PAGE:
Memories on Ice: The Philadelphia Flyers at 50 by Jay Greenberg

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The Philadelphia Flyers at 50 by Jay GreenbergIn celebration of their fifty year anniversary, the Philadelphia Flyers have published a handsome commemorative hardback book, The Philadelphia Flyers at 50, by Jay Greenberg. The title is actually a bit of a misnomer, as the book focuses almost exclusively on the last twenty seasons of Flyers hockey, the first thirty having been covered previously in Greenberg’s Full Spectrum.

Indeed, there’s simply that much history, that much tradition to cover, and here Greenberg explores each season from 1996 through to the present in incredible depth. There’s not much in the way of filler in this nearly six hundred page book. Between Greenberg’s two tomes, you have a definitive, richly illustrated history of the Orange and Black.

Though perhaps there’s an understandable tendency towards the hagiographic in any authorized history, I appreciate Greenberg’s willingness to look critically at the team, particularly several of the years that the Flyers spent in the non-playoff wilderness during the past two decades. No one gets much of a pass for poor trades, lousy performance, or uninspired coaching—there’s a generous helping of tough love doled out, if you will. And love there is, as Greenberg’s passion for the project shows through the carefully researched work. It’s a must-read for every Philadelphia Flyers fan, and between the profiles of the top fifty Flyers heroes and the detailed explication of seasons past, peppered through with insights from players and staff, even the most knowledgeable supporter of the Flyers will find some new tidbit or anecdote.

The Philadelphia Flyers at 50 by Jay Greenberg

The Philadelphia Flyers at 50 by Jay Greenberg

To that end, it’s inexplicable that the book does not seem to be referenced at all on the Flyers website amidst all the other anniversary materials. Rest assured that the normal online book retailers have copies. The Philadelphia Flyers at 50 deserves a place on the bookshelf of every fan of the Philadelphia Flyers.

Is There a Penalty Box in the TARDIS?: Doctor Who Hockey Jerseys

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I’m always so very pleased when my keenest interests collide, and never more so than when they happen to be Doctor Who and hockey. Behold, then, the mind-blowing awesomeness that is the Doctor Who Hockey Jersey:

TARDIS Hockey Jersey from davesgeekyhockey.com via a Creative Commons Attribution-Share Alike License

I really don’t know what to say, other than to express my disappointment that the first run has already been spoken for. A second version is apparently on tap for May, so I’ll have to keep my eye on Dave’s Geeky Hockey for that announcement. But which Doctor? I’m certainly a Tom Baker partisan, but my recent experiences with William Hartnell have put me in a First Doctor frame of mind.

(Image courtesy of davesgeekyhockey.com via a Creative Commons Attribution-Share Alike License)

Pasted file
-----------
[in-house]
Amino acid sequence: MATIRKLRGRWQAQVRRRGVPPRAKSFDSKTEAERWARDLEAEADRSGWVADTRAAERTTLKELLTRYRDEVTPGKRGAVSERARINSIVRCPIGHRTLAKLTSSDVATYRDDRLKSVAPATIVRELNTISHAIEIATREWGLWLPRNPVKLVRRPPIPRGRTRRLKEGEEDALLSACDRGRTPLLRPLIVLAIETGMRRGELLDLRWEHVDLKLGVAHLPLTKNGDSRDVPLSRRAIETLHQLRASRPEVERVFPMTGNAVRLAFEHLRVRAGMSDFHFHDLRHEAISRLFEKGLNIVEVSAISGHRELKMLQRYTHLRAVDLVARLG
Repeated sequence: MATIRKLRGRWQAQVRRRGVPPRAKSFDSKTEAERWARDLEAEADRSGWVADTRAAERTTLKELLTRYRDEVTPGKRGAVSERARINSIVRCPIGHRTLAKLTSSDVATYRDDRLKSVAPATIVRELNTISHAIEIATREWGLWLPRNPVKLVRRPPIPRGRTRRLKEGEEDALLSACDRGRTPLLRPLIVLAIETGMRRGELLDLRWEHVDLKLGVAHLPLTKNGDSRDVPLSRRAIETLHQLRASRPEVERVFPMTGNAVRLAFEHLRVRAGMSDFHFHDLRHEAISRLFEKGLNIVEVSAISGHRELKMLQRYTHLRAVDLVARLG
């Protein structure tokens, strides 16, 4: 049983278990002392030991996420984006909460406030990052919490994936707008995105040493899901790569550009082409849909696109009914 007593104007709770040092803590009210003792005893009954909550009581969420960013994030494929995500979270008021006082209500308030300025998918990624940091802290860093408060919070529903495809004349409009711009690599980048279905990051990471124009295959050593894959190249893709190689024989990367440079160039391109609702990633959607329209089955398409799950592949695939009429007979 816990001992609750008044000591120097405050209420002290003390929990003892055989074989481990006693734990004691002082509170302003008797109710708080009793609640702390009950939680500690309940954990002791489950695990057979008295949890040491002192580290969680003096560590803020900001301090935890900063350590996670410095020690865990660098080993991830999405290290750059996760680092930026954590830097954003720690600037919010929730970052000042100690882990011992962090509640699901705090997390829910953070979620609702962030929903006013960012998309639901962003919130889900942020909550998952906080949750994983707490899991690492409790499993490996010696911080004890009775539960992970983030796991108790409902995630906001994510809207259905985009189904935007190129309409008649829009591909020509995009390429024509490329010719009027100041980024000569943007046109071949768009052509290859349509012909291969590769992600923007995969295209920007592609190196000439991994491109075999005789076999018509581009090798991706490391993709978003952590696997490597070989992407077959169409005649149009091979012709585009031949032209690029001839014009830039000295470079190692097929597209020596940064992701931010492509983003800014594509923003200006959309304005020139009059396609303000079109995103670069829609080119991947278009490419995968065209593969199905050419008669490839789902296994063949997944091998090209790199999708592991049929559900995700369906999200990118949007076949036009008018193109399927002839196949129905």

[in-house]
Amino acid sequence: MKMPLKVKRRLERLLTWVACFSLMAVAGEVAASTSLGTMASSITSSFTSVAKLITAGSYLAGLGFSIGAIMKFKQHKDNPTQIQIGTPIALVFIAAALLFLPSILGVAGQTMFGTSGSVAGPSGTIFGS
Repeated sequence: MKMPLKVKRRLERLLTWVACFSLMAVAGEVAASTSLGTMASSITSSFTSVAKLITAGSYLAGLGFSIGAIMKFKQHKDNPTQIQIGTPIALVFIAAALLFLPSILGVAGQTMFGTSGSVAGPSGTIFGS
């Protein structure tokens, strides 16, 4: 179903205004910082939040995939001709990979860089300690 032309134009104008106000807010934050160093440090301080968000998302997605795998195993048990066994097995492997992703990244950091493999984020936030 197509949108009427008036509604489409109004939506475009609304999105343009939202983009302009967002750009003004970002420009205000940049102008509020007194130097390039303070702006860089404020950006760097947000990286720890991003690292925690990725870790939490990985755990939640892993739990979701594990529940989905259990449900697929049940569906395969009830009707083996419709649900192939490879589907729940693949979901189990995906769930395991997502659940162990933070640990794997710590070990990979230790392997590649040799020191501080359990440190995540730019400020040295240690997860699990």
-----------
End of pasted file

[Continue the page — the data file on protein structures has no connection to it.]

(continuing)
(via Geekadelphia)

From Slapshots to Three Point Shots

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The Washington Post‘s always entertaining Capitals Insider, now ably helmed by Katie Carrera in place of the former longtime Caps beat reporter Tarik El-Bashir, features a nifty timelapse video of the ice-to-hardwood transition that the Verizon Center undergoes when switching from ice hockey mode to basketball mode (“Video: Watch Verizon Center’s ice-to-court changeover,” February 16, 2011):

Screengrab of Ice to Hardwood change at Verizon Center

(Screengrab only; click link for post and video.)

People are always amazed that the ice is still down there during basketball games and concerts. About the only time they physically pull the ice up in a multi-purpose arena is for events like horse shows and monster truck rallies (do such inanities still exist?). Gotta make money, I suppose.

I’m not sure if they keep the ice down during the hockey off-season or not, especially since the Caps have a dedicated practice facility elsewhere, but I’d imagine they re-lay the surface shortly before pre-season starts.

Ice quality is, without question, affected by the change to hardwood or other coverings, and the Verizon Center ice has come in for many grumblings over the years, but at least, according to the NHL players themselves, it’s not the worst ice in the league this season. According to the CBC/NHLPA poll results released over the All-Star weekend, that dubious honor goes to the Panthers’ home rink, the BankAtlantic Center, in Sunrise, Florida. Bad ice in Florida? Who’d a thunk? Though I wager the ice quality is more directly impacted by the amount of time the ice spends covered for other events than by latitude.

Superheroes on Skates

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As the (arguably) number four sport in America, hockey has always had to try just a little bit harder for attention and recognition. Relegated now to Versus and the rare NBC Sunday game for national television coverage, the National Hockey League constantly fights to keep its product in the spotlight with a variety of gimmicks.